If you like your job and don’t think that working in the outdoors is for you, there are still plenty of courses you can take to get certified. A wilderness medicine course through the National Outdoor Leadership School (NOLS) or SOLO Schools is a great way to get started.
Backcountry skiers might consider taking an avalanche rescue and fundamentals course through the American Institute for Avalanche Research and Education (AIARE). Alternatively, a Swiftwater rescue course is a must-take for all whitewater boaters.
4. Learn a New Skill
Learning a new skill is always worthwhile, especially if it means you have more ways to enjoy yourself in the great outdoors. If learning how to climb, ski, paddle, or sail interests you, then there’s no better time to do so then when social isolation ends.
Once we can get out again, you can hire a local guide to help introduce you to a new outdoor activity. Local outdoor groups will also be great resources for finding affordable courses where you can learn more advanced skills, like trad climbing, within a supportive environment.
If you really want to dive right into a new outdoor pursuit, heading out on a longer, 2-4 week-long outdoor education course is your best bet. Schools like NOLS and Outward Bound offer hundreds of different expeditions where you can hone your new craft.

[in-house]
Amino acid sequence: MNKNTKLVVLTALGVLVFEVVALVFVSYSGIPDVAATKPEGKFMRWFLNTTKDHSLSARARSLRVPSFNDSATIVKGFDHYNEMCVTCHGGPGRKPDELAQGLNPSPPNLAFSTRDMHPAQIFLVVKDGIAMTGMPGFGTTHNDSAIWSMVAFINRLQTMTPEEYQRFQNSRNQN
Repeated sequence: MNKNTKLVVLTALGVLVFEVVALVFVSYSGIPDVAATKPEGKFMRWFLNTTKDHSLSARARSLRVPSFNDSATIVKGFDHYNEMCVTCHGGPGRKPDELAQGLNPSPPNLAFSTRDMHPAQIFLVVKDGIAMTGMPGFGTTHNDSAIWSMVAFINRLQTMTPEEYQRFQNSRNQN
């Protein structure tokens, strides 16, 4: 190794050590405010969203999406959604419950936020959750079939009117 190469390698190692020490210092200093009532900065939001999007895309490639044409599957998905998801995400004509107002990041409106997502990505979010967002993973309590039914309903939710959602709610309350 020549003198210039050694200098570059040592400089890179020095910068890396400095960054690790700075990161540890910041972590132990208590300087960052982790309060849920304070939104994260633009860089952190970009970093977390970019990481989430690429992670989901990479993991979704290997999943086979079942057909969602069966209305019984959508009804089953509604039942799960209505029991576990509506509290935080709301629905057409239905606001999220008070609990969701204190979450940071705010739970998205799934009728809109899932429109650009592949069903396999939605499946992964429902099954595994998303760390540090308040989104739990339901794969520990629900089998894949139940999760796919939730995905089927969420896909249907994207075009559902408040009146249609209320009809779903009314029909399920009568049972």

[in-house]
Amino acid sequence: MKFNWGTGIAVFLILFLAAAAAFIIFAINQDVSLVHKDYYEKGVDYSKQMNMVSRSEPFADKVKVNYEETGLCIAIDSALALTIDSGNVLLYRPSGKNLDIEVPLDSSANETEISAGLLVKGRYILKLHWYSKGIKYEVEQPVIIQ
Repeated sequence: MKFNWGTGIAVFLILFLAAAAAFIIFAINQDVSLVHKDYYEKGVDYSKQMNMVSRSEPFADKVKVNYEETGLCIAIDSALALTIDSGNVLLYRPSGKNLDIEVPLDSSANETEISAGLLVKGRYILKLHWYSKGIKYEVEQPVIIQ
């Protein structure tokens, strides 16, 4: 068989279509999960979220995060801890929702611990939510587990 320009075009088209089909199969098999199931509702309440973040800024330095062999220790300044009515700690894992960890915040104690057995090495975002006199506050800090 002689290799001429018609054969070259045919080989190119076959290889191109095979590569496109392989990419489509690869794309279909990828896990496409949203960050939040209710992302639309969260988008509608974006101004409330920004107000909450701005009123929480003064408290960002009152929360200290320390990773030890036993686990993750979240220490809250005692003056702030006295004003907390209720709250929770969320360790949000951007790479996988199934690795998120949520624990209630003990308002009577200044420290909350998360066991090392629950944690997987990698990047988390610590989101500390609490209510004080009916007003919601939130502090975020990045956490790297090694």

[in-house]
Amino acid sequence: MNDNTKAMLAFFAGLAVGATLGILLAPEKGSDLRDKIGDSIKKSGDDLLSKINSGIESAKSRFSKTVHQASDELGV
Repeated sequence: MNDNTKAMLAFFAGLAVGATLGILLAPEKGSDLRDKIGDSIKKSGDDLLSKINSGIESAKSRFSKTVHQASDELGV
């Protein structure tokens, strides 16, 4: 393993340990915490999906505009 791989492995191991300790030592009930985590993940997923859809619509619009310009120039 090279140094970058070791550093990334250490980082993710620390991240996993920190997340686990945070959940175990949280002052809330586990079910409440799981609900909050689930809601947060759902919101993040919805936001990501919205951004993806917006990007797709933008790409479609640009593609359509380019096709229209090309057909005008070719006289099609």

If you’re feeling like you really want to tackle some goals, try riding your first PNW volcano or adding some other peaks to your belt.
5. Volunteer at Your Local Park
Our beloved local parks and trails are always in need of some love and care. Volunteering to do some trail work or to clean up a local campground is a tangible way to help our favorite outdoor places get ready for the busy summer hiking season.
Since money will be tight for many organizations – especially non-profits – once social isolation is over, volunteering your time to help with trail building and park clean-up can be a great way to give back to the wild places we all love. Get in touch with your local trail association or park manager to see how you can help. You can also signup to volunteer with the National Parks Service.
6. Introduce Someone to the Outdoors
Sure, you might be jonesing to get out and enjoy the great outdoors, but chances are pretty high that you have a friend or family member that’s never really gotten to see the beauty of the natural world. Once social isolation ends, why not take them out on a hike, climb, or paddle in one of your favorite local spots?
That way, you get to enjoy some outdoor time as well as some social time. Plus, you’ll be introducing yet another person to all of the joys and excitement of outdoor adventure. What’s not to love?
These are some great options for doing something productive when returning to the outdoors. When self-isolation is over, head out there and make it a goal to, well, tackle your goals. Just remember, wait until the threat of coronavirus has dissipated to a point where local and state governments announce that it’s safe to start doing these kinds of activities again. For now, though, you can check out our list of things to do during self-isolation.
What’s the process of getting certified for the climbing part? What does it cost?